How is nuclear waste stored?
Nuclear wastes consist either of fission products formed from the splitting of uranium, cesium, strontium, or krypton, or from transuranic elements formed when uranium atoms absorb free neutrons. Wastes from transuranic elements are less radioactive than fission products; however, these elements remain radioactive far longer—hundreds of thousands of years. The types of waste are irradiated fuel (spent fuel) in the form of 12-foot (4-meter) long rods, high-level radioactive waste in the form of liquid or sludge, and low-level waste (non-transuranic or legally high-level) in the form of reactor hardware, piping, toxic resins, water from fuel pool, and other items that have become contaminated with radioactivity.
Currently, most spent nuclear fuel in the United States is safely stored in specially designed pools at individual reactor sites around the country. If pool capacity is reached, licensees may move toward use of above-ground dry storage casks. The three low-level radioactive waste disposal sites are Barnwell located in South Carolina, Hanford located in Washington, and Envirocare located in Utah. Each site accepts low-level radioactive waste from specific regions of the country.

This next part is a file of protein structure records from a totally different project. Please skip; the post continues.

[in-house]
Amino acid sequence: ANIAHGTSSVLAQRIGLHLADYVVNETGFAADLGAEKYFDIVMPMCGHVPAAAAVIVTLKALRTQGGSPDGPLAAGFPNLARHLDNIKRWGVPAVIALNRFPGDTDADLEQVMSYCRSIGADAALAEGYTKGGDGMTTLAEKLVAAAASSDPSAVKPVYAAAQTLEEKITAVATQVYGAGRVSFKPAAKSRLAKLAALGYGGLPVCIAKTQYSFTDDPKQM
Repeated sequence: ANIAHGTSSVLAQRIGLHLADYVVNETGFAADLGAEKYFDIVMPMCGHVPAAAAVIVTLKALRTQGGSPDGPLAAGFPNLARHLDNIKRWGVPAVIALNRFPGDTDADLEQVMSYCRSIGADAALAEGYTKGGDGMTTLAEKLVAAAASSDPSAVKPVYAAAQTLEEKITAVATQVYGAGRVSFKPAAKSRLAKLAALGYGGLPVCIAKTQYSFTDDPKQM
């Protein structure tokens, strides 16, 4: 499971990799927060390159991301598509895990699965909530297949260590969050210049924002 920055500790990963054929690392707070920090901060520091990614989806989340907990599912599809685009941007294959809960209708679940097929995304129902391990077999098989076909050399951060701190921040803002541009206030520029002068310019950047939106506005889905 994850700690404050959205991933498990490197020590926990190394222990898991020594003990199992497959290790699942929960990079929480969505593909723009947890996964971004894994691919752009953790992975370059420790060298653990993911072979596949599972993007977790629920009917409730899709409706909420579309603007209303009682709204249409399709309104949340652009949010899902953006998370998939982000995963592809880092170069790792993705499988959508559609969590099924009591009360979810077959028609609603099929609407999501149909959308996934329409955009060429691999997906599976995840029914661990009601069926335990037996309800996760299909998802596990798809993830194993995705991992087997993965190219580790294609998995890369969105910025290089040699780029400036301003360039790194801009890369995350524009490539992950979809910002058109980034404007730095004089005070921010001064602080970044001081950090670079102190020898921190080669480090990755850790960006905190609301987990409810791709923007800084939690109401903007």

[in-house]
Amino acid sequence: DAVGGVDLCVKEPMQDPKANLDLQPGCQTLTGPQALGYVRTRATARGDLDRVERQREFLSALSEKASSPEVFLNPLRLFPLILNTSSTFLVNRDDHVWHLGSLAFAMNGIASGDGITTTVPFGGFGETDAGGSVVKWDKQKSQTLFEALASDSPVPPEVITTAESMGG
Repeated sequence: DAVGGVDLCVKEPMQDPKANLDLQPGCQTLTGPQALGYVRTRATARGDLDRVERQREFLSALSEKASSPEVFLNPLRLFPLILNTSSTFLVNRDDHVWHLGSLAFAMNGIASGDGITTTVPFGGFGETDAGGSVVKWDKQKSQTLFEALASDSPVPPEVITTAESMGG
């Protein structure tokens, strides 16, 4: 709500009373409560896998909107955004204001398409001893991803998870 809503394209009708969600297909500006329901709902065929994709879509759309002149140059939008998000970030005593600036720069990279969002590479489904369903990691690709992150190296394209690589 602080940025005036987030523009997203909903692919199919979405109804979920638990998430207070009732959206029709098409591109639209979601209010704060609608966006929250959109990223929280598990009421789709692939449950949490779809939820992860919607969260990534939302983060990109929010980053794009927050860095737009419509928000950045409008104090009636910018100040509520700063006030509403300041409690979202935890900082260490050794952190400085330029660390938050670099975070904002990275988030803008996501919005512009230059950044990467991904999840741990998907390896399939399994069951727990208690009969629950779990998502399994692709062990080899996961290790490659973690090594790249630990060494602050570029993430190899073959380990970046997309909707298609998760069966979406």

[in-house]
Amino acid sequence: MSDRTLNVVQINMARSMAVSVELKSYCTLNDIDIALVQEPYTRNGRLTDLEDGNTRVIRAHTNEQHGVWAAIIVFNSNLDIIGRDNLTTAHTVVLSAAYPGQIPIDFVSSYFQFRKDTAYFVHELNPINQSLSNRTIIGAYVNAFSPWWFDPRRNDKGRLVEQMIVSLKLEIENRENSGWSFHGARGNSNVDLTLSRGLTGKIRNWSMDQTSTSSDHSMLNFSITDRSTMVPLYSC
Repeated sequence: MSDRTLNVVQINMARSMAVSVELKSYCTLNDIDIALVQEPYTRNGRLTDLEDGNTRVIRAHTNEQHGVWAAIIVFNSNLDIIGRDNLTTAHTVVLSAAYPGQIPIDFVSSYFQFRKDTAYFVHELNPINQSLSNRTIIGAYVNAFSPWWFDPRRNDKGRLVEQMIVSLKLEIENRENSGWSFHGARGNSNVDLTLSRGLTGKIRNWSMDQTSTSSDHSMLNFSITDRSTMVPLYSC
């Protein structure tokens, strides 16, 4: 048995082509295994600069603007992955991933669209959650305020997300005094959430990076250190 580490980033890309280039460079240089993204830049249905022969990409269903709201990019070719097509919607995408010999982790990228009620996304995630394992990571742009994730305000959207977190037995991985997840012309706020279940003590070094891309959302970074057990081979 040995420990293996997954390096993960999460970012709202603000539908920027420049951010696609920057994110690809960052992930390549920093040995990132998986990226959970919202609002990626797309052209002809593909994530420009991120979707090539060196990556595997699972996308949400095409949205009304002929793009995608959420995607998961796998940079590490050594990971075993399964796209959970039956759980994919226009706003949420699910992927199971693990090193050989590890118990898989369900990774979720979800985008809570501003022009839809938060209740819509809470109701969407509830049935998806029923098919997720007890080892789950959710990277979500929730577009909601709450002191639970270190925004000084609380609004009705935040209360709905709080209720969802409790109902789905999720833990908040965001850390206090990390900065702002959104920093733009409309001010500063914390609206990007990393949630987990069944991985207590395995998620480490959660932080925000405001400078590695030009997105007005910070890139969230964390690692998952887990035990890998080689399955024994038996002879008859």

Most high-level nuclear waste has been stored in double-walled, stainless-steel tanks surrounded by 3 feet (1 meter) of concrete. The current best storage method, developed by the French in 1978, is to incorporate the waste into a special molten glass mixture, then enclose it in a steel container and bury it in a special pit. The Nuclear Waste Policy Act of 1982 specified that high-level radioactive waste would be disposed of underground in a deep geologic repository. Yucca Mountain, Nevada, was chosen as the single site to be developed for disposal of high-level radioactive waste. However, the Yucca Mountain site continues to be controversial due to dormant volcanoes in the vicinity and known earthquake fault lines. As of 2010, the Energy Department withdrew its application for a nuclear-waste repository at Yucca Mountain.